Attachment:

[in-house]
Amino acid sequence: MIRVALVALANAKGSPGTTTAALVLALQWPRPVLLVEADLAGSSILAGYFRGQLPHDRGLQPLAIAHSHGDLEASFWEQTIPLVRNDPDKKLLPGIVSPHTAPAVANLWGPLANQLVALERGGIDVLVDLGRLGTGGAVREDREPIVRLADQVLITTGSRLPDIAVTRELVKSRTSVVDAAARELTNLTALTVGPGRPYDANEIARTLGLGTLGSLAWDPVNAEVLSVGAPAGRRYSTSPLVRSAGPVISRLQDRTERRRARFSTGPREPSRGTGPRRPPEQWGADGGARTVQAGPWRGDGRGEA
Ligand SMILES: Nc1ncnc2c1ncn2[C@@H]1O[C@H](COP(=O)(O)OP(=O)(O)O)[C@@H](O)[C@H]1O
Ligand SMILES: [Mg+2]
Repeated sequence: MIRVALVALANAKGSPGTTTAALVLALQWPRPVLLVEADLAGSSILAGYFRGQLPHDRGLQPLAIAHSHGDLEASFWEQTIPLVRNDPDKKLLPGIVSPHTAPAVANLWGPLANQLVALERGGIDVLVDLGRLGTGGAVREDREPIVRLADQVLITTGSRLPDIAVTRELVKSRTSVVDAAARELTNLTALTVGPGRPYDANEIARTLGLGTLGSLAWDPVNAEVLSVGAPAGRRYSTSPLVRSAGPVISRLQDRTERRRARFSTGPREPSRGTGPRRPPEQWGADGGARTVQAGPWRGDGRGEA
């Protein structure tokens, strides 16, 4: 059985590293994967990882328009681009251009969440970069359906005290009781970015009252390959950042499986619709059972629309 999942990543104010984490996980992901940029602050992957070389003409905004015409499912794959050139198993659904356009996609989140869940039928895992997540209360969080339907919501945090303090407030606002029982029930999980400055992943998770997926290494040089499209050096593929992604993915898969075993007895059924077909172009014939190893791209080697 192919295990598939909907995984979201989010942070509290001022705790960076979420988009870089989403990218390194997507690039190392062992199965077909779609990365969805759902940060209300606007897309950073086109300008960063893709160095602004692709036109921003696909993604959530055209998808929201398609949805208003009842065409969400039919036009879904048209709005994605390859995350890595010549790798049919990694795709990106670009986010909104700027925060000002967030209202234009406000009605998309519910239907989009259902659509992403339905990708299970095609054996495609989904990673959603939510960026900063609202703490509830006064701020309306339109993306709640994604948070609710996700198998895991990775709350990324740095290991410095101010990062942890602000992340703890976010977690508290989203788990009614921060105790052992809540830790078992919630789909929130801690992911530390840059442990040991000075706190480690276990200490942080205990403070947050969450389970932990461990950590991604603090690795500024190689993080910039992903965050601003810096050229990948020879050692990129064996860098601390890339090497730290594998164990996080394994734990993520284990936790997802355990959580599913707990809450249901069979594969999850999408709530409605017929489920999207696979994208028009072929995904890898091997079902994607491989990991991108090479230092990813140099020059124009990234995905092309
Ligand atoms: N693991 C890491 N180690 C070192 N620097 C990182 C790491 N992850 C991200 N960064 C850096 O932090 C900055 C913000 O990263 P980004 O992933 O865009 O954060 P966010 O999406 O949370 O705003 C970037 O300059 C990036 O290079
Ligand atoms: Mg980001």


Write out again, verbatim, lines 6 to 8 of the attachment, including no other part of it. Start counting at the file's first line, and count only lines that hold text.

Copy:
């Protein structure tokens, strides 16, 4: 059985590293994967990882328009681009251009969440970069359906005290009781970015009252390959950042499986619709059972629309 999942990543104010984490996980992901940029602050992957070389003409905004015409499912794959050139198993659904356009996609989140869940039928895992997540209360969080339907919501945090303090407030606002029982029930999980400055992943998770997926290494040089499209050096593929992604993915898969075993007895059924077909172009014939190893791209080697 192919295990598939909907995984979201989010942070509290001022705790960076979420988009870089989403990218390194997507690039190392062992199965077909779609990365969805759902940060209300606007897309950073086109300008960063893709160095602004692709036109921003696909993604959530055209998808929201398609949805208003009842065409969400039919036009879904048209709005994605390859995350890595010549790798049919990694795709990106670009986010909104700027925060000002967030209202234009406000009605998309519910239907989009259902659509992403339905990708299970095609054996495609989904990673959603939510960026900063609202703490509830006064701020309306339109993306709640994604948070609710996700198998895991990775709350990324740095290991410095101010990062942890602000992340703890976010977690508290989203788990009614921060105790052992809540830790078992919630789909929130801690992911530390840059442990040991000075706190480690276990200490942080205990403070947050969450389970932990461990950590991604603090690795500024190689993080910039992903965050601003810096050229990948020879050692990129064996860098601390890339090497730290594998164990996080394994734990993520284990936790997802355990959580599913707990809450249901069979594969999850999408709530409605017929489920999207696979994208028009072929995904890898091997079902994607491989990991991108090479230092990813140099020059124009990234995905092309
Ligand atoms: N693991 C890491 N180690 C070192 N620097 C990182 C790491 N992850 C991200 N960064 C850096 O932090 C900055 C913000 O990263 P980004 O992933 O865009 O954060 P966010 O999406 O949370 O705003 C970037 O300059 C990036 O290079
Ligand atoms: Mg980001």